A photo of activists participating in a Kick Wall Street Off Campus demonstration

Activists participating in civil disobedience outside of Wells Fargo Home Mortgage Headquarters. Photo via United Students Against Sweatshops

By Sean Reilly Wood

Six years after housing prices began their perilous drop in January 2007, the negative equity of all underwater mortgages within the United States is still a whopping $689 billion. Neither Congress, President Obama, or the Federal Housing Finance Agency have sufficiently addressed this ongoing crisis.

Instead, students are stepping up.

On Wednesday, February 27, more than 200 students rallied at Macalester College in St. Paul, Minnesota, against Wells Fargo and home foreclosures. The previous day, four members of the student group “Kick Wall Street Off Campus” (KWOC) had met with representatives from Wells Fargo and the Macalester administration to demand that Wells Fargo implement a principal reduction policy. Under this policy, all underwater mortgages would be renegotiated to current market value. In a post-crisis market, homeowners would be given a fair value for their house and the banks – who caused the crisis – would take a slight hit to their assets in return for long term loan stability.

Unsurprisingly, Wells Fargo refused.  At the Wednesday rally, students asked Macalester to end financial dealings with Wells Fargo, objecting to their college’s affiliation with a firm which not only helped cause the housing crisis but has continued abusive policies in the wake of it, refusing to renegotiate loans for struggling homeowners. Afterwards, students went into Minneapolis proper and rallied a second time at the foreclosed home of Gayle Lindsey before marching to the Wells Fargo Home Mortgage Headquarters.

“Wells Fargo representatives repeatedly stated that their ‘hands were tied’ in regards to principal reduction” explains Leewanna Thomas, one of the lead organizers for KWOC. “I hope that today showed Macalester’s administration that we are not students protesting for the sake of protesting. We are joining together with our neighbors as we all fight a serious crisis, and our college needs to decide if it is on the side of our community or on the side of Wells Fargo.”

During the latter rally, four students (including Thomas) and nine community members were arrested for civil disobedience.

Macalester College has become a focal point for a national campaign of students to “Kick Wall Street Off Campus.” On a national level, the campaign has been organized by United Students Against Sweatshops, a national student organization dedicated to economic justice and which works in conjunction with labor and community organizations.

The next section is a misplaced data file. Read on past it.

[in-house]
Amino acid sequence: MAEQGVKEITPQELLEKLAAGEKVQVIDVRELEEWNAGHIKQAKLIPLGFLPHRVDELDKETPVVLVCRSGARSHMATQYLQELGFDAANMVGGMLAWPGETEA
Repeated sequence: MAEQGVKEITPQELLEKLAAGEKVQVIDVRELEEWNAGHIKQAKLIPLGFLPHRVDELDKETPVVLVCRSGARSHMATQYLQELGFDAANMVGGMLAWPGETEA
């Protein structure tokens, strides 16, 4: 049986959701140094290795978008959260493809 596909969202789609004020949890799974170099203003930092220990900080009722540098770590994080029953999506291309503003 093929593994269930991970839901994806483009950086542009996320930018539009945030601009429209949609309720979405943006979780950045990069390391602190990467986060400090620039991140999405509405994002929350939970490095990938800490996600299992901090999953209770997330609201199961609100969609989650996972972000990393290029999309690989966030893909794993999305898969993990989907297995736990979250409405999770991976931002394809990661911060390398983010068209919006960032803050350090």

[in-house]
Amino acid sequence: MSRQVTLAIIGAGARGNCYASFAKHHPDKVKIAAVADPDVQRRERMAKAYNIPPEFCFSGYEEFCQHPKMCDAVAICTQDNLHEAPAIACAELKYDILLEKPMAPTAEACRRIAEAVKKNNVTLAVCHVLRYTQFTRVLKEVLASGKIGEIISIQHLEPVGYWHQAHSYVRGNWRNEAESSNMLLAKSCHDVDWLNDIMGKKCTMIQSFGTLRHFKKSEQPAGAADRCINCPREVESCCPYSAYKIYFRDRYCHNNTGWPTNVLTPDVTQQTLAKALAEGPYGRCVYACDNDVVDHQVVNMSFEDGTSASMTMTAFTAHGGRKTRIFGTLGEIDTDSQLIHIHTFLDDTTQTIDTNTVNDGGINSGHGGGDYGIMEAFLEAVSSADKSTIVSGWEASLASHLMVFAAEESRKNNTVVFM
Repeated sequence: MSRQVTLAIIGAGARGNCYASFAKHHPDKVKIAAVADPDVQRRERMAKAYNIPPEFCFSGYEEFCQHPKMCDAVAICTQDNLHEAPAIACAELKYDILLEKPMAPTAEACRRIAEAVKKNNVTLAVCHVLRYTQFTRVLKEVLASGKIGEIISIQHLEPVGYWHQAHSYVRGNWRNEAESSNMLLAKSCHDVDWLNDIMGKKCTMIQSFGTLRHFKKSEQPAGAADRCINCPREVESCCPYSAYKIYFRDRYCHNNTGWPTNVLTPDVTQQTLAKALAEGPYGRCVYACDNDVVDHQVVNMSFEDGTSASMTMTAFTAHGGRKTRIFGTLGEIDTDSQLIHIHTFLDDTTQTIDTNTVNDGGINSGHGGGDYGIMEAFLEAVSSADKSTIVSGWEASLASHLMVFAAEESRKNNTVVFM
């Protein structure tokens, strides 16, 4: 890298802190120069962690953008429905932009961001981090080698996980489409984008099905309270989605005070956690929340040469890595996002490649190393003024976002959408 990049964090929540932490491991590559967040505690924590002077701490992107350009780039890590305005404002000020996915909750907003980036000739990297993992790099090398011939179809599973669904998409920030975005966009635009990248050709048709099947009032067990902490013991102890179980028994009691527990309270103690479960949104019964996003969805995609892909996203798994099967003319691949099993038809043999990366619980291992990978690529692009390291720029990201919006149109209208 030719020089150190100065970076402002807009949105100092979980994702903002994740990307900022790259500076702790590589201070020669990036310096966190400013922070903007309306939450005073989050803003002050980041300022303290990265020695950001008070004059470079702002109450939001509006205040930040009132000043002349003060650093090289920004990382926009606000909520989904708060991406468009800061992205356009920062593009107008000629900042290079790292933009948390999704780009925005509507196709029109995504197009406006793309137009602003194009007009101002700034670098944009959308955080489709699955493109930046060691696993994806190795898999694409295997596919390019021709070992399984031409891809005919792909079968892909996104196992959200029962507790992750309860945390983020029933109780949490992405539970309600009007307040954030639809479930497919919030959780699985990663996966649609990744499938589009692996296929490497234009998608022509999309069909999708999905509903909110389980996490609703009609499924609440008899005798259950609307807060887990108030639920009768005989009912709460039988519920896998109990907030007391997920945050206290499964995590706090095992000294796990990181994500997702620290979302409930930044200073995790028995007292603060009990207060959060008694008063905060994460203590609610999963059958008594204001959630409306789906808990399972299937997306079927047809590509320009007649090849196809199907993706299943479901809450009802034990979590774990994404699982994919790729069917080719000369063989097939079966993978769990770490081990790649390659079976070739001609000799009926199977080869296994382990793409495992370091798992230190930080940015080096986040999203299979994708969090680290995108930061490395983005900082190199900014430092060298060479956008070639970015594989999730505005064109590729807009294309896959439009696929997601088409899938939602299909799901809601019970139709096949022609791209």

According to the national USAS KWOC campaign,, “resetting all underwater mortgages in America to market value would end the foreclosure crisis, save the average homeowner over $500 million a month on mortgage payments, and would only cost Wall Street banks $71 billion of the $1.64 trillion they currently have in cash reserves.”

Not only has Wells Fargo prioritized its own profits over the livelihoods of homeowners, it has shirked responsibility and, in so doing, dodged accountability for the crisis which foreclosed more than 2.5 million homes.

Since the housing crisis first hit, Public Citizen has fiercely lobbied for accountability from the irresponsible Wall Street firms who flushed the economy down the toilet. Public Citizen has called for the enforcement of the Volcker Rule, a part of the Dodd-Frank Act that prevents banks from making risky bets with taxpayer-backed funds. More recently, Public Citizen sent a letter to the Inspector General of the Federal Housing Finance Agency Steve Link criticizing a recent settlement between Bank of America and Fannie Mae. Restitution for bad loans, which caused the crisis, the settlement at $3.5 billion represents less than a half of a percent of the original value of the loans.

It is inspiring and exciting to see students aware and active, demanding justice from these financial titans, resolute against Wall Street goliaths. To create an economy that prioritizes citizens over corporations, it will be necessary for communities of all sorts to join together and struggle for people over profits.

Here’s hoping Macalester can hold these corporate Goliaths accountable.

Sean Reilly Wood is a communications intern at Public Citizen.

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